Winter Wheat Nitrogen Management

Sep 19, 2014

By: Janine Paly

Nitrogen fertility is a crucial piece of winter wheat production to help ensure producers realize the 10 to 40 per cent yield advantage as compared to spring wheat. Producers should match their fertility rate to yield goals. Fertility management can be one of the most challenging factors for producers planning winter wheat. The choices can seem overwhelming. The 4R Nutrient Stewardship approach: Right Source @ Right Rate, Right Time, Right Place can be helpful in assessing the merits of various nutrient management options. By adopting the 4R Nutrient Stewardship approach producers maximize the productive capacity within their operation without adversely affecting the other pillars of sustainability: environment and social.

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The 4Rs of Nutrient Stewardship

Selecting the right source will help ensure your soil has a balanced supply of essential plant nutrients. Performing annual soil tests and applying nutrients to meet crop requirements will assist in deciding the right rate. Applying nutrients at the right time will ensure nutrient uptake when the demand is high.  Lastly, the right place helps minimize the risk of loss while increasing the availability of nutrients to the crop.

4R Nutrient Stewardship is a site-specific, integrated approach that considers source, rate, time, and place decisions for the
cropping system. These decisions work towards the economic, social, and environmental sustainability goals for the farm.

To learn more about 4R practices and programs in Canada, visit

Nitrogen Fertilizer Options

  1. Fall Applied N Options:

There are several advantages to applying all of the nitrogen required by the winter wheat crop during the seeding operation. Typically, the price of N is more cost-effective in the fall than in the spring. A fall application ensures that there are nutrients available to the crop early in the spring, a critical time in establishing yield potential. Possible disadvantages of N application at seeding time are the risk of seedling damage and risk of significant N losses. If the decision is to place N in the seed row, safe rates up to 30 lbs/ac can be applied, but this may vary with moisture conditions, soil type, type of opener, and row width. A slow release N product can be incorporated into the fertilizer blend, which can create more options for producers wishing to place higher rates at seeding time.


  1. Split/Spring Application Options:

If a producer is considering a split/spring application of nitrogen the key to successfully manage a top-dress application is to apply early when the soil conditions are still cool and soil moisture is dry enough to safely drive upon without creating ruts. Cereals will use 70 per cent of their N by late tillering, and late applications of N will only hinder the yield potential of winter wheat.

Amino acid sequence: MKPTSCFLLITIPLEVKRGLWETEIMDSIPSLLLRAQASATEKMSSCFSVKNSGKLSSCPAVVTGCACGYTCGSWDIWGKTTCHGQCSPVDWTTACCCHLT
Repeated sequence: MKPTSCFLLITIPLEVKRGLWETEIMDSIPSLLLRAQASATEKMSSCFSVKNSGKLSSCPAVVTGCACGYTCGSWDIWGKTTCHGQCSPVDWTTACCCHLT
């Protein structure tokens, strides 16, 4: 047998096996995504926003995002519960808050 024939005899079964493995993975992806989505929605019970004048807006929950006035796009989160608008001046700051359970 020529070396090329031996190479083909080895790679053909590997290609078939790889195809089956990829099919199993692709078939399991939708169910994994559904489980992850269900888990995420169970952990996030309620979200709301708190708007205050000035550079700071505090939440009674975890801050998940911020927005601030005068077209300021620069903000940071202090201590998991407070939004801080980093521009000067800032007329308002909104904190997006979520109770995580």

Liquid UAN (28-0-0) and ammonium sulfate are less susceptible to volatilization losses compared to urea (46-0-0), but under ideal conditions (cool soils and/or before a significant precipitation event) all three of these products perform well. However, if warm and humid conditions persist for a period of time, some N losses will likely occur.  To reduce losses, the use of a commercial urease inhibitor can be considered.

For those producers who have excessive soil moisture due to an abundance of spring moisture, a split application may be a better option as there will be less chance of leaching and denitrification to take place in the fall.

Winter wheat nitrogen management is different compared to spring wheat; therefore, when considering how to adopt the 4Rs into your farm operation, it may involve different choices than a spring-sown crop. For example, choosing the right source/lowest risk product  (i.e. a urease inhibitor) based on best management practices may help reduce risks associated with broadcasting if this is the best choice to achieve the desired nutrients to the crop at the right time and right rate.

Other Nutrients

Winter wheat requires very similar levels of macro and micronutrients as spring wheat varieties, specifically phosphorus, potassium, sulfur, and copper. It is important to pay attention to phosphorus requirements as this nutrient will aid in winter survival by increasing the health of the roots (including the crown region). The general recommendation is to apply 20 to 25 lbs/ac of actual phosphate with the seed. By managing these nutrients appropriately, it will help aid in developing a well-established winter wheat crop in the fall.

Regardless of application method chosen for nitrogen fertilizer, the most frequent error new winter wheat growers make is not meeting the needs of the crop. This often leads to disappointment in not realizing the expected yield advantage versus spring wheat. Using appropriate tools, such as a soil test, a tissue test, and the assistance of qualified agronomists, can help determine proper rates and application methods.